When Canada suddenly ended the Avro Arrow program in 1959, it left the country with a lingering "what if" question, the director of Royal Canadian Air Force History and Heritage tells the Canadian Press: "Would Canada still be competing in modern fighter design of our own aircraft today?" The Avro Arrow was the only supersonic interceptor jet ever designed and built in Canada, the BBC reports. According to CBC, it was meant to respond to Soviet bombers in the Arctic during the Cold War. When the program was canceled—largely over cost—many of its engineers fled Canada to work at Lockheed, Boeing, NASA, and others in the US and UK. "It tugs at the Canadian psyche of what could have been in Canada," mining CEO John Burzynski tells the BBC.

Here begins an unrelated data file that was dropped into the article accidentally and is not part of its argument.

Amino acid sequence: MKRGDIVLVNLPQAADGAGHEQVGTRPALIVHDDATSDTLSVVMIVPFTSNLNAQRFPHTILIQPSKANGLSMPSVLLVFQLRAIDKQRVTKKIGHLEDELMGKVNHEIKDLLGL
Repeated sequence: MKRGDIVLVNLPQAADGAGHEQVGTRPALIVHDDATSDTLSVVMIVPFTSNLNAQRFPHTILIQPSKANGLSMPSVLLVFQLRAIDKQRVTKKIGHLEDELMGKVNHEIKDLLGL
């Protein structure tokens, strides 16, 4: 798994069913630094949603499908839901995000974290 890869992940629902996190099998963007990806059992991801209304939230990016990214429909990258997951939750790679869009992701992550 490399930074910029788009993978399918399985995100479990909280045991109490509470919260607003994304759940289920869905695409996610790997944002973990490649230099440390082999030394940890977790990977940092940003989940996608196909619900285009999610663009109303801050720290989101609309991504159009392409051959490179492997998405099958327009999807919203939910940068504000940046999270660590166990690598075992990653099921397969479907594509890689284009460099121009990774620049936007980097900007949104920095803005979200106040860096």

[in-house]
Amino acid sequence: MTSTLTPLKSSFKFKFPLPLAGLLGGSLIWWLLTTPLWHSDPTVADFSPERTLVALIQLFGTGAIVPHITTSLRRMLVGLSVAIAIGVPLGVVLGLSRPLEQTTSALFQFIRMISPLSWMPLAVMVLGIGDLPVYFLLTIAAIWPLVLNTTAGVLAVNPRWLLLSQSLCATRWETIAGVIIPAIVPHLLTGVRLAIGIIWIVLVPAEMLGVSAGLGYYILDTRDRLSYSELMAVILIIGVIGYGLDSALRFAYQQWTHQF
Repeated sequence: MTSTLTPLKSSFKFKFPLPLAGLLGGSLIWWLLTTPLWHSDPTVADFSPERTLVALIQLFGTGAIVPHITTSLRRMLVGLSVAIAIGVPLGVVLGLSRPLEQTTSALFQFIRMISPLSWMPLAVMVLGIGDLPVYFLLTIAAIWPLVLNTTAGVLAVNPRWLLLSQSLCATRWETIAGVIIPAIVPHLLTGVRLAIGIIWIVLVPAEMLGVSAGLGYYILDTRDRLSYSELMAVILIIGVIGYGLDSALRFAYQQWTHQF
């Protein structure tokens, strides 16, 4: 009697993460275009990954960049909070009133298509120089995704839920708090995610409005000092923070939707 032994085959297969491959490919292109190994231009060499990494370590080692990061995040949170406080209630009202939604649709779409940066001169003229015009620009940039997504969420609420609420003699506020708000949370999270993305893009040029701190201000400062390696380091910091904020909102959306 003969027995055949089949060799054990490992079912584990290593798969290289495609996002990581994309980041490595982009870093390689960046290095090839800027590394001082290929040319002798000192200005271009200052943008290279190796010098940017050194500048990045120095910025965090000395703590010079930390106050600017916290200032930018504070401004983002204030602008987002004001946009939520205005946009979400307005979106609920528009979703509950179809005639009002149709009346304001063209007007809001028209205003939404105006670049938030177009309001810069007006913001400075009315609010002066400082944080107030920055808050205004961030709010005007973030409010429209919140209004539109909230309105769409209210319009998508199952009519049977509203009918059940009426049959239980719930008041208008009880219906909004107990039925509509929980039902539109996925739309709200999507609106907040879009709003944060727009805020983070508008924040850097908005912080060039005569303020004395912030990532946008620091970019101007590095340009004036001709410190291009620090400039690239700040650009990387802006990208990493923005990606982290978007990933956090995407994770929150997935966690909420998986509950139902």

Burzynski is leading an effort to reclaim a piece of Canadian military history. When the Avro Arrow program was ended, pretty much everything was destroyed. But it's believed nine missing one-eighth-sized Arrow models launched over Lake Ontario in the 1950s to test the jet's flight design are still somewhere at the bottom of the lake. On Friday, an underwater vehicle equipped with military-grade sonar was deployed to find the missing Avro Arrow models, which would get new, drier homes in museums. "By finding and retrieving these marvelous examples of Canadian advanced technological design, this project is a proud reminder of what we as Canadians have done, and what we Canadians can do," the Global News quotes Burzynski as saying. (The search is on for Caligula's 2,000-year-old orgy boat.)